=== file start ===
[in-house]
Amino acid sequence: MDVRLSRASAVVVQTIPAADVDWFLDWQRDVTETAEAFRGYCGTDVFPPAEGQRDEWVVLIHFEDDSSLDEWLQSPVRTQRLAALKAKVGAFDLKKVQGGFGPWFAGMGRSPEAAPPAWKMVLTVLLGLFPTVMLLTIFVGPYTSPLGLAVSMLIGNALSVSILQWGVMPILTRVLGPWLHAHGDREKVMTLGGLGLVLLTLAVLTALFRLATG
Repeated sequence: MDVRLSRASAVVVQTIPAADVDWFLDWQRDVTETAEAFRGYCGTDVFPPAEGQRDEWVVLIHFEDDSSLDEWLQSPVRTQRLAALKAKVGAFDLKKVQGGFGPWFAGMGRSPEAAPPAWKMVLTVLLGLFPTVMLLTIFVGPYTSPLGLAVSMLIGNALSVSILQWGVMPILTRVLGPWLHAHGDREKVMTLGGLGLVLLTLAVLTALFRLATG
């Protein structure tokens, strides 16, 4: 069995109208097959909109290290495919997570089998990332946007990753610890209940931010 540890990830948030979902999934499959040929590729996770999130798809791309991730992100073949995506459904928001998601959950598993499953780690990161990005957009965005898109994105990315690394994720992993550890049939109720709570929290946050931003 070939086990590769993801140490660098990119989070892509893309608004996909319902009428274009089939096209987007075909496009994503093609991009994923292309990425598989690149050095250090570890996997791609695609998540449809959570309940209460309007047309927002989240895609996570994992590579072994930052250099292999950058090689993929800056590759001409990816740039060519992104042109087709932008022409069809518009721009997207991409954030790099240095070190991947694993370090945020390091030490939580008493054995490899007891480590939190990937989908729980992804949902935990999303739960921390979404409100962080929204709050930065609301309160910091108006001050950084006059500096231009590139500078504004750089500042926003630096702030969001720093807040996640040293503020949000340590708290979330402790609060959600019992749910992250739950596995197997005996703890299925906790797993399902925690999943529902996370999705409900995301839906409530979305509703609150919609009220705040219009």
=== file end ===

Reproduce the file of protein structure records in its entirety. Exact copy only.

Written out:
[in-house]
Amino acid sequence: MDVRLSRASAVVVQTIPAADVDWFLDWQRDVTETAEAFRGYCGTDVFPPAEGQRDEWVVLIHFEDDSSLDEWLQSPVRTQRLAALKAKVGAFDLKKVQGGFGPWFAGMGRSPEAAPPAWKMVLTVLLGLFPTVMLLTIFVGPYTSPLGLAVSMLIGNALSVSILQWGVMPILTRVLGPWLHAHGDREKVMTLGGLGLVLLTLAVLTALFRLATG
Repeated sequence: MDVRLSRASAVVVQTIPAADVDWFLDWQRDVTETAEAFRGYCGTDVFPPAEGQRDEWVVLIHFEDDSSLDEWLQSPVRTQRLAALKAKVGAFDLKKVQGGFGPWFAGMGRSPEAAPPAWKMVLTVLLGLFPTVMLLTIFVGPYTSPLGLAVSMLIGNALSVSILQWGVMPILTRVLGPWLHAHGDREKVMTLGGLGLVLLTLAVLTALFRLATG
């Protein structure tokens, strides 16, 4: 069995109208097959909109290290495919997570089998990332946007990753610890209940931010 540890990830948030979902999934499959040929590729996770999130798809791309991730992100073949995506459904928001998601959950598993499953780690990161990005957009965005898109994105990315690394994720992993550890049939109720709570929290946050931003 070939086990590769993801140490660098990119989070892509893309608004996909319902009428274009089939096209987007075909496009994503093609991009994923292309990425598989690149050095250090570890996997791609695609998540449809959570309940209460309007047309927002989240895609996570994992590579072994930052250099292999950058090689993929800056590759001409990816740039060519992104042109087709932008022409069809518009721009997207991409954030790099240095070190991947694993370090945020390091030490939580008493054995490899007891480590939190990937989908729980992804949902935990999303739960921390979404409100962080929204709050930065609301309160910091108006001050950084006059500096231009590139500078504004750089500042926003630096702030969001720093807040996640040293503020949000340590708290979330402790609060959600019992749910992250739950596995197997005996703890299925906790797993399902925690999943529902996370999705409900995301839906409530979305509703609150919609009220705040219009």